Medical Marijuana Dispensaries Open In Connecticut
The Healing Corner in Bristol is one of the few medical marijuana dispensaries in the state. They started to serve patients Monday. (John Woike / Hartford Courant /September 22, 2014)
Oct 7, 2014
CT Now - Medical marijuana hit the shelves in Connecticut just two weeks ago, but there's already been a push to change state regulations about how the medication is sold to chronically ill patients.
"Our Plant, Our Right," an online petition, seeks changes that would permit the sale of medical marijuana in its whole-bud form. State regulations only permit the sale of medical marijuana processed and manufactured into an array of products, including what can be smoked, vaporized, swallowed or eaten.
"They could offer us a choice or just give us the whole bud like every other state [that has a medical marijuana law] does," Peter Mould, the North Haven resident who launched the petition, said. "You don't go into a steakhouse to get pre-chewed steak."
Grinding dries out the marijuana, introducing too much air and too much heat, reducing the overall effectiveness of marijuana, Mould and others signing the petition argue.
The first sales of medical marijuana in Connecticut
got underway Sept. 15 under stringent regulations that have been compared with what would be required for a pharmaceutical company. The regulations require processing of marijuana grown by licensed manufacturers and testing to ensure that patients receive a consistent medication.
But Mould argues those regulations go too far. He said the "homogenization," or grinding up, of the plant during medical marijuana manufacturing — central to the state's regulations — compromises the quality of the products finally reaching patients.
And it is pushing up the price, making it unaffordable for some patients, Mould said.
So far, Mould, also a board member of Connecticut NORML, a nonprofit marijuana lobbying group, has collected more than 450 signatures since launching the petition in June. He said he will submit it to the state Department of Consumer Protection, which oversees the fledgling medical marijuana program in Connecticut, if he is able to collect 1,000 signatures.
The sale of medical marijuana buds is commonplace in other states, with "smelling jars" filled with the buds an iconic image for the industry. But those are absent in Connecticut, and all the products — so far limited to what can be smoked or used in a vaporizer — are packaged at the manufacturer.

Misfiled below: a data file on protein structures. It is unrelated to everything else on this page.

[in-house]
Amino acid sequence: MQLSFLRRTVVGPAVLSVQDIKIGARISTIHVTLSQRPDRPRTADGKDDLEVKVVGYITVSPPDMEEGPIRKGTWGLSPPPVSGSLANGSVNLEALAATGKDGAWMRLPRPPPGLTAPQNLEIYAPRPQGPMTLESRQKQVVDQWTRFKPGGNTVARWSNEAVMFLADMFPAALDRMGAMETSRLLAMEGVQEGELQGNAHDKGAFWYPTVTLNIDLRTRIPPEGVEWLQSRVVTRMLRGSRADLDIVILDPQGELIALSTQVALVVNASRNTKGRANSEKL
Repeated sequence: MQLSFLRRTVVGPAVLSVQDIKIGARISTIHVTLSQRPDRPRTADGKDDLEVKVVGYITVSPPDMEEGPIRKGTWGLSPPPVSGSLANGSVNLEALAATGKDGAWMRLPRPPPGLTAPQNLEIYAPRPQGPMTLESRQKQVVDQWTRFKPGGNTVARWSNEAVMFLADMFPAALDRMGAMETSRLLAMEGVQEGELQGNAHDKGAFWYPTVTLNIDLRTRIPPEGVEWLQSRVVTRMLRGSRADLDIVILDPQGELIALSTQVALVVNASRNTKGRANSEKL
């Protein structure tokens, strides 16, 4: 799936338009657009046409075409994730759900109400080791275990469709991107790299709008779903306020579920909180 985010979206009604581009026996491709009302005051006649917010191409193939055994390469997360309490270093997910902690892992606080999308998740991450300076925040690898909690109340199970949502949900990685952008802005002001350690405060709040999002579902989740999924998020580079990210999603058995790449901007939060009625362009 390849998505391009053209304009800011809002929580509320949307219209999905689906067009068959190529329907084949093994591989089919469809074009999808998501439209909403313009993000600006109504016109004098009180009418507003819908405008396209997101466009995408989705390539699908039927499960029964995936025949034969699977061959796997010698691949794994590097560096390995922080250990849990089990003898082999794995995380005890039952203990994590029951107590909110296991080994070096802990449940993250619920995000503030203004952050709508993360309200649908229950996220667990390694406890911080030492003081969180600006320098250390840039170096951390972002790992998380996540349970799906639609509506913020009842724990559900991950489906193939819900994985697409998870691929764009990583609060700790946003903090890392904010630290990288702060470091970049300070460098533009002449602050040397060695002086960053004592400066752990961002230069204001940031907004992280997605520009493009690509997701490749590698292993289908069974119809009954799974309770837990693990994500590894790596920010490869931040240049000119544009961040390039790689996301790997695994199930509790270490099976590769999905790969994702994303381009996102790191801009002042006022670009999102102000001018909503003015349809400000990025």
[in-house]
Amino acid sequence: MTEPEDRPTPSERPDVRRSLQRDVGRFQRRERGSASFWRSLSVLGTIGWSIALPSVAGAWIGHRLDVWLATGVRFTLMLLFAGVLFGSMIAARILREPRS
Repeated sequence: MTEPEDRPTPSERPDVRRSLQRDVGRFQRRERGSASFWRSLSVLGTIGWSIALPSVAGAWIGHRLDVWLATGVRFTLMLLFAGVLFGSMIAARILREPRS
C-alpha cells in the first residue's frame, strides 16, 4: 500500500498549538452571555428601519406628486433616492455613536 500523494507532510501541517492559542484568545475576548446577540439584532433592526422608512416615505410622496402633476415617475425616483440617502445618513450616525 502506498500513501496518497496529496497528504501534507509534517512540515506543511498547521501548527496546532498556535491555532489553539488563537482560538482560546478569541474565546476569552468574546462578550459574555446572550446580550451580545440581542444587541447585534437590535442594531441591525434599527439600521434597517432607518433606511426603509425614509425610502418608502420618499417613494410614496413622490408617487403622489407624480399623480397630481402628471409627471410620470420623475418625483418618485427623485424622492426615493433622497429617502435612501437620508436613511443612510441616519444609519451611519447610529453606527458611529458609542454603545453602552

William Rubenstein, commissioner of the state Department of Consumer Protection, said the intent of the regulations, which followed legislation passed nearly two year ago, was to create "product, measure, label and inform patients of the active ingredient of the product."
Homogenization was crucial to the process because it allowed for testing — required for all batches — that would guarantee consistency in what patients purchase at dispensaries.
"We think, on balance, knowing the active ingredient profile is more important and replicating that choice from month to month and week to week," Rubenstein said. "We don't believe we can properly test and label the whole bud."
Scientific studies of the medicinal benefits of marijuana are still in their infancy. But some who have signed the "Our Plant, Our Right" petition say the processing required by the state introduces too much handling, too much air and too much heat, all reducing the effectiveness of the medical marijuana.
"Anybody who has smoked marijuana knows that marijuana quickly degrades after it has been ground up," said Matt Organek, 29, who is looking to medical marijuana to treat insomnia connected with post-traumatic stress disorder.
Organek, who lives in Portland, has looked forward to medical marijuana coming to Connecticut. His insomnia, he said, often made him late for work at his family's plastic injection molding company. He found that marijuana helped him sleep through the night.
Organek looked forward to the advent of medical marijuana sales in Connecticut, but he was quickly disappointed when he learned whole bud wouldn't be an option.
"No one on the street ever offered up ground-up pot," Organek said.
Mould, who has used marijuana to treat spinal muscle spasms, points to plenty of information on the web. One source, the Harborside Health Center dispensary in California, which sells whole buds, offers a set of four rules for their care. "Rule #3: air will dry it out and lessen its potency."
All the handling during processing can disturb or knock off delicate parts of the bud containing cannabinoids, one of the active ingredients in marijuana, Mould said. (THC is probably the best known.)
And the part of the plant responsible for marijuana's aroma that works in concert with the other active ingredients can be weakened, others say.
"If you separate some of these main ingredients of the crude plant, it loses its 'ensemble' effect," Allen St. Pierre, executive director at the national headquarters of NORML in Washington, D.C., said. "And that's not desirable by patients.
In Connecticut. medical marijuana is approved by the state to treat 11 debilitating medical conditions: cancer, glaucoma, HIV or AIDS, Parkinson's disease, multiple sclerosis, damage to the nervous tissue in the spinal cord or intractable spasticity, epilepsy, cachexia, wasting syndrome, Crohn's disease and post-traumatic stress disorder.
Rubenstein acknowledges that the plant is certainly "disturbed" during manufacturing. But mandatory testing for every batch that eventually will be produced by the state's four licensed manufacturers will make for no guess work in what patients are sold, Rubenstein said.
"When you have the product homogenized and labeled, you know what exactly is in the product," Rubenstein said. "From bud to bud, the active ingredient profile can change."